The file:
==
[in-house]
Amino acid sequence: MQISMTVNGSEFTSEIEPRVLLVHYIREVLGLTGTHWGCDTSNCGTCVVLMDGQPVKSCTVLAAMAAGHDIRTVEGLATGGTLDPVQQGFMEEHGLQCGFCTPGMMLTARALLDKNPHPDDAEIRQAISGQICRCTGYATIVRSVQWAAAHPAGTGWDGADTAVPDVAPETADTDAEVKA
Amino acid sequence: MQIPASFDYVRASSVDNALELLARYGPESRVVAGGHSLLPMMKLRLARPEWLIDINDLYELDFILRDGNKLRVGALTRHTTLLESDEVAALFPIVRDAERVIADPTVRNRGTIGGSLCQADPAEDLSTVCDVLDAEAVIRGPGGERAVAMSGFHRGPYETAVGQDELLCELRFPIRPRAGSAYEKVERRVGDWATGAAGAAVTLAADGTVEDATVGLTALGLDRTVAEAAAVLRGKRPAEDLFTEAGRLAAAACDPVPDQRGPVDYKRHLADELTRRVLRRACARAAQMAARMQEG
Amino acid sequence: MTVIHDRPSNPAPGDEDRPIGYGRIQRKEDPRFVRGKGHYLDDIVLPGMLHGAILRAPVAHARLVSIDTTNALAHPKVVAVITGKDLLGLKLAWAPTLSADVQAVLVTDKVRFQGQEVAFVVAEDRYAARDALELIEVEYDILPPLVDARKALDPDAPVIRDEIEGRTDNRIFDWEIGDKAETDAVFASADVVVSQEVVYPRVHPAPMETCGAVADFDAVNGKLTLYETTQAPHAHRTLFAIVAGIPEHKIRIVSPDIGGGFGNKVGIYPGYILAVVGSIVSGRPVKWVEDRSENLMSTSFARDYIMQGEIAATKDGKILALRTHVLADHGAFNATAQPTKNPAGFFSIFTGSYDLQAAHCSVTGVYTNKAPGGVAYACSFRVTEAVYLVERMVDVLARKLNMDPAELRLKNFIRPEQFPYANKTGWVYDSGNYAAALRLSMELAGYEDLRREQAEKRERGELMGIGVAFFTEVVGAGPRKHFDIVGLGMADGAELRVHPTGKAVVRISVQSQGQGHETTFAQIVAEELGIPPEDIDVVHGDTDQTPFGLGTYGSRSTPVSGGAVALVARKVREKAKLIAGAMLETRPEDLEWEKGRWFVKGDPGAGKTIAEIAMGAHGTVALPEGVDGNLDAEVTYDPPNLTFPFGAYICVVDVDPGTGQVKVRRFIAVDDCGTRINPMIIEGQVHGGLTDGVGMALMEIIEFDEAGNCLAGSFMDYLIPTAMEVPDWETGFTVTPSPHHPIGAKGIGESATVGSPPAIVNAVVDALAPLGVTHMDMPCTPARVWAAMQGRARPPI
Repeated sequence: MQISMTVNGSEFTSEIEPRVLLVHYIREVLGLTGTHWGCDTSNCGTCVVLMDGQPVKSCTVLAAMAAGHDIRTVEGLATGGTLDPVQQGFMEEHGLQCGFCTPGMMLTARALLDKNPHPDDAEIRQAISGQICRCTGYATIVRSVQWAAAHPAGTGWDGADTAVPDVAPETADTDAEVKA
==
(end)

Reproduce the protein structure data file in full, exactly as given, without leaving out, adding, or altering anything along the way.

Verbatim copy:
[in-house]
Amino acid sequence: MQISMTVNGSEFTSEIEPRVLLVHYIREVLGLTGTHWGCDTSNCGTCVVLMDGQPVKSCTVLAAMAAGHDIRTVEGLATGGTLDPVQQGFMEEHGLQCGFCTPGMMLTARALLDKNPHPDDAEIRQAISGQICRCTGYATIVRSVQWAAAHPAGTGWDGADTAVPDVAPETADTDAEVKA
Amino acid sequence: MQIPASFDYVRASSVDNALELLARYGPESRVVAGGHSLLPMMKLRLARPEWLIDINDLYELDFILRDGNKLRVGALTRHTTLLESDEVAALFPIVRDAERVIADPTVRNRGTIGGSLCQADPAEDLSTVCDVLDAEAVIRGPGGERAVAMSGFHRGPYETAVGQDELLCELRFPIRPRAGSAYEKVERRVGDWATGAAGAAVTLAADGTVEDATVGLTALGLDRTVAEAAAVLRGKRPAEDLFTEAGRLAAAACDPVPDQRGPVDYKRHLADELTRRVLRRACARAAQMAARMQEG
Amino acid sequence: MTVIHDRPSNPAPGDEDRPIGYGRIQRKEDPRFVRGKGHYLDDIVLPGMLHGAILRAPVAHARLVSIDTTNALAHPKVVAVITGKDLLGLKLAWAPTLSADVQAVLVTDKVRFQGQEVAFVVAEDRYAARDALELIEVEYDILPPLVDARKALDPDAPVIRDEIEGRTDNRIFDWEIGDKAETDAVFASADVVVSQEVVYPRVHPAPMETCGAVADFDAVNGKLTLYETTQAPHAHRTLFAIVAGIPEHKIRIVSPDIGGGFGNKVGIYPGYILAVVGSIVSGRPVKWVEDRSENLMSTSFARDYIMQGEIAATKDGKILALRTHVLADHGAFNATAQPTKNPAGFFSIFTGSYDLQAAHCSVTGVYTNKAPGGVAYACSFRVTEAVYLVERMVDVLARKLNMDPAELRLKNFIRPEQFPYANKTGWVYDSGNYAAALRLSMELAGYEDLRREQAEKRERGELMGIGVAFFTEVVGAGPRKHFDIVGLGMADGAELRVHPTGKAVVRISVQSQGQGHETTFAQIVAEELGIPPEDIDVVHGDTDQTPFGLGTYGSRSTPVSGGAVALVARKVREKAKLIAGAMLETRPEDLEWEKGRWFVKGDPGAGKTIAEIAMGAHGTVALPEGVDGNLDAEVTYDPPNLTFPFGAYICVVDVDPGTGQVKVRRFIAVDDCGTRINPMIIEGQVHGGLTDGVGMALMEIIEFDEAGNCLAGSFMDYLIPTAMEVPDWETGFTVTPSPHHPIGAKGIGESATVGSPPAIVNAVVDALAPLGVTHMDMPCTPARVWAAMQGRARPPI
Repeated sequence: MQISMTVNGSEFTSEIEPRVLLVHYIREVLGLTGTHWGCDTSNCGTCVVLMDGQPVKSCTVLAAMAAGHDIRTVEGLATGGTLDPVQQGFMEEHGLQCGFCTPGMMLTARALLDKNPHPDDAEIRQAISGQICRCTGYATIVRSVQWAAAHPAGTGWDGADTAVPDVAPETADTDAEVKA